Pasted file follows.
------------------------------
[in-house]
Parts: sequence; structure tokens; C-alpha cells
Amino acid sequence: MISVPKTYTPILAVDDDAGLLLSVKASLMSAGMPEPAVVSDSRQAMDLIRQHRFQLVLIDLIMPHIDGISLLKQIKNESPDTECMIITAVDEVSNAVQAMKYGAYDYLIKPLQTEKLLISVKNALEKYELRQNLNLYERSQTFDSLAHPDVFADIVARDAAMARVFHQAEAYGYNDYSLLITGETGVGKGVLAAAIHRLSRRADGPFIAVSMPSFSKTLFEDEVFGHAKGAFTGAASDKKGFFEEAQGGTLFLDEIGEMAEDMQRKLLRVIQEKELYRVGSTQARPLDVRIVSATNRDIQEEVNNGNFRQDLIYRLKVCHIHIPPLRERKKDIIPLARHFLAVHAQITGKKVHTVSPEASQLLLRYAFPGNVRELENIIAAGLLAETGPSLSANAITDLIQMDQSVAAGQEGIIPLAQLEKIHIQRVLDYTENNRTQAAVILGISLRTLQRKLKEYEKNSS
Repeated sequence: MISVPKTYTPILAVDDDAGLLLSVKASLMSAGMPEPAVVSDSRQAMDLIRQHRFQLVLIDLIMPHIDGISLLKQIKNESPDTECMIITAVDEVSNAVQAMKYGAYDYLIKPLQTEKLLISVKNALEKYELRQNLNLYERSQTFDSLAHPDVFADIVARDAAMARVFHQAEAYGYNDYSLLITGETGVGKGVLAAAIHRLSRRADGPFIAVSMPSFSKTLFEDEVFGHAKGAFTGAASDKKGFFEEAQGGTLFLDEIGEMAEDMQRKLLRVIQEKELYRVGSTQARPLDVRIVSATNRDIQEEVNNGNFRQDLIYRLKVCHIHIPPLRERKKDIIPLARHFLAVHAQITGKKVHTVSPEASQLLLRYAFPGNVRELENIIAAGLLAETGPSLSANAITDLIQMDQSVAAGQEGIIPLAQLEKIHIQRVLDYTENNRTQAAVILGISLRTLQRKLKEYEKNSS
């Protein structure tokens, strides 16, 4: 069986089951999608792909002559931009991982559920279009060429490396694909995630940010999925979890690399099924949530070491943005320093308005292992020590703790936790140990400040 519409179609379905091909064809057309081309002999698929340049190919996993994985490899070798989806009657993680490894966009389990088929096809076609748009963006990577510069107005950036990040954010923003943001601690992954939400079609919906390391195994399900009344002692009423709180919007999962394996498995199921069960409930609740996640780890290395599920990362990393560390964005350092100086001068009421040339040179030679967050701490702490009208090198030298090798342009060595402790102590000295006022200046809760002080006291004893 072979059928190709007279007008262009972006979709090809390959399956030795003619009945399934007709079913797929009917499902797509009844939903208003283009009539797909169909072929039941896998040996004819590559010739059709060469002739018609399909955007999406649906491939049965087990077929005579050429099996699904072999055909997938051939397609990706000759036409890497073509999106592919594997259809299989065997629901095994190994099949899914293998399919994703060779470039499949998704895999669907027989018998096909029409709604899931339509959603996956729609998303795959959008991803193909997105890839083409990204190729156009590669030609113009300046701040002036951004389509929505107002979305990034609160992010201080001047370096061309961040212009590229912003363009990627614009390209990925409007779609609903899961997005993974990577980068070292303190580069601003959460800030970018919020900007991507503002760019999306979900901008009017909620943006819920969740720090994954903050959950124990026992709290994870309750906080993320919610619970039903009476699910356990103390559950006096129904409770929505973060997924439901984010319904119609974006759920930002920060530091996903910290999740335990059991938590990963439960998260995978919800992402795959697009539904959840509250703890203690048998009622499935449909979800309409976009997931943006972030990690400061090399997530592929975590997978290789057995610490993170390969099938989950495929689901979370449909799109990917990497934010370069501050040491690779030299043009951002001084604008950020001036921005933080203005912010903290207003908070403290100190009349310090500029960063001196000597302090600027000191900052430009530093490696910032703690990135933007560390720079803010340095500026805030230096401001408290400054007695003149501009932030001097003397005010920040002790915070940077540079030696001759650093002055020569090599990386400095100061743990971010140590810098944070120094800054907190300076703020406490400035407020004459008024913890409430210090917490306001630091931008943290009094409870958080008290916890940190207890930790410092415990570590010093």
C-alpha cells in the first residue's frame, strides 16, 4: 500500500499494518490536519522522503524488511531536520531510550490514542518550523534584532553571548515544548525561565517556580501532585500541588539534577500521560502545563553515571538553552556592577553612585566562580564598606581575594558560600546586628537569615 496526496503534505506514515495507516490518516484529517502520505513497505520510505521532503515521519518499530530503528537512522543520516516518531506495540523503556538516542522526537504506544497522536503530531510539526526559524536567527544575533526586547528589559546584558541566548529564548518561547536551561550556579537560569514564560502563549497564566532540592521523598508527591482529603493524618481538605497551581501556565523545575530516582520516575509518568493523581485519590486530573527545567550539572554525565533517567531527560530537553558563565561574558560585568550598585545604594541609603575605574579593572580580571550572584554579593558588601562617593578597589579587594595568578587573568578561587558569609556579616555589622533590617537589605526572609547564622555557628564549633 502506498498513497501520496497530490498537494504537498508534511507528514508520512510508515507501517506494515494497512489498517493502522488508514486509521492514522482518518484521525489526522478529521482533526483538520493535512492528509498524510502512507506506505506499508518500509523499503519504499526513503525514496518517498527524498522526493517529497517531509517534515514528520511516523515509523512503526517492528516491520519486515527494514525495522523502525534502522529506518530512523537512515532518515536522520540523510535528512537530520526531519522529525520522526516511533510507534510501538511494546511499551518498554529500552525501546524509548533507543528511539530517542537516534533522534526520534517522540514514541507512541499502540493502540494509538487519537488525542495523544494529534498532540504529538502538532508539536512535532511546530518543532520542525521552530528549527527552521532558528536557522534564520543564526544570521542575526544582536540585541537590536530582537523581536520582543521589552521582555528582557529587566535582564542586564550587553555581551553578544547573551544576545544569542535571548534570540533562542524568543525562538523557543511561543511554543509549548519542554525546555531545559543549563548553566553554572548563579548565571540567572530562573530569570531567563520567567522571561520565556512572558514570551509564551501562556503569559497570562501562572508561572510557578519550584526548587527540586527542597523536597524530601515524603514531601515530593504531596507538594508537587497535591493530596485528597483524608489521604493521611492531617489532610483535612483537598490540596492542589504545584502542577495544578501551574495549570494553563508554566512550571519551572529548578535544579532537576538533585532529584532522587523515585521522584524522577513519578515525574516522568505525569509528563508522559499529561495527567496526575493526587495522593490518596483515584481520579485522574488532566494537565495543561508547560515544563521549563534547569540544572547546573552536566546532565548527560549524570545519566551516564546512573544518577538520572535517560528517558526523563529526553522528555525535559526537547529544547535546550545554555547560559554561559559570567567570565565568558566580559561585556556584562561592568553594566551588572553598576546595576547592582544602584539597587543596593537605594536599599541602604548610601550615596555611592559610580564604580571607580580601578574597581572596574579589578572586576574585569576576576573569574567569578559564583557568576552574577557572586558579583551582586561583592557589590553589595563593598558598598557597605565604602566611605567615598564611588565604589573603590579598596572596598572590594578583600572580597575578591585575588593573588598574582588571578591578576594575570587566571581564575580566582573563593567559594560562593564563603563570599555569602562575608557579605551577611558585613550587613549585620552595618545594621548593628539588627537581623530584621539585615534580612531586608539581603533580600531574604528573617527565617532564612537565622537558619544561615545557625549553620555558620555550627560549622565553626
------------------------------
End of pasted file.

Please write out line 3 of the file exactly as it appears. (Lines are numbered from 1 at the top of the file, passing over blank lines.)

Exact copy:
Amino acid sequence: MISVPKTYTPILAVDDDAGLLLSVKASLMSAGMPEPAVVSDSRQAMDLIRQHRFQLVLIDLIMPHIDGISLLKQIKNESPDTECMIITAVDEVSNAVQAMKYGAYDYLIKPLQTEKLLISVKNALEKYELRQNLNLYERSQTFDSLAHPDVFADIVARDAAMARVFHQAEAYGYNDYSLLITGETGVGKGVLAAAIHRLSRRADGPFIAVSMPSFSKTLFEDEVFGHAKGAFTGAASDKKGFFEEAQGGTLFLDEIGEMAEDMQRKLLRVIQEKELYRVGSTQARPLDVRIVSATNRDIQEEVNNGNFRQDLIYRLKVCHIHIPPLRERKKDIIPLARHFLAVHAQITGKKVHTVSPEASQLLLRYAFPGNVRELENIIAAGLLAETGPSLSANAITDLIQMDQSVAAGQEGIIPLAQLEKIHIQRVLDYTENNRTQAAVILGISLRTLQRKLKEYEKNSS